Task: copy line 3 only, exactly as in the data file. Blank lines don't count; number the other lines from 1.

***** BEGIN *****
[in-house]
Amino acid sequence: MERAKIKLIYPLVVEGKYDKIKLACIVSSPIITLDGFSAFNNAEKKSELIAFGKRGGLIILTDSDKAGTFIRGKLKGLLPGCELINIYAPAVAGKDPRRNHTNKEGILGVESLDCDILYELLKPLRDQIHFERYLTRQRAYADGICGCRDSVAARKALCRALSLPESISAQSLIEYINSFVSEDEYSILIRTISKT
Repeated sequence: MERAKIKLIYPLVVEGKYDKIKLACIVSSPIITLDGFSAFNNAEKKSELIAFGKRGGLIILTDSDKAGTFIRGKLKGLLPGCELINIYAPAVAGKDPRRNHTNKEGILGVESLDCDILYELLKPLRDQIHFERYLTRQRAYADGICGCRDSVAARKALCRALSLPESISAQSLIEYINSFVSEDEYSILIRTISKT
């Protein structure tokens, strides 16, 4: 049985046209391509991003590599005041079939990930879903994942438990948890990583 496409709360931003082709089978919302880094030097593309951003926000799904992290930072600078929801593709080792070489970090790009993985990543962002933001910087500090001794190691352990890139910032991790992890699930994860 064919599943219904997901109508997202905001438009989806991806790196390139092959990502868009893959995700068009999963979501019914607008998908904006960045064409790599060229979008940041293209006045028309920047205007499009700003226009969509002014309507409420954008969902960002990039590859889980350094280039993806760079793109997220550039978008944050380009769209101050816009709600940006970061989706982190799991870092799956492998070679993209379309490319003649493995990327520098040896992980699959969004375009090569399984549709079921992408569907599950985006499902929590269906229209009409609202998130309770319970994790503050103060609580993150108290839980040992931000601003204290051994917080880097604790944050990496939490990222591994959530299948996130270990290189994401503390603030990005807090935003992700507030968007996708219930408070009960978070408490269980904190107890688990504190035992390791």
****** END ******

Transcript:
Repeated sequence: MERAKIKLIYPLVVEGKYDKIKLACIVSSPIITLDGFSAFNNAEKKSELIAFGKRGGLIILTDSDKAGTFIRGKLKGLLPGCELINIYAPAVAGKDPRRNHTNKEGILGVESLDCDILYELLKPLRDQIHFERYLTRQRAYADGICGCRDSVAARKALCRALSLPESISAQSLIEYINSFVSEDEYSILIRTISKT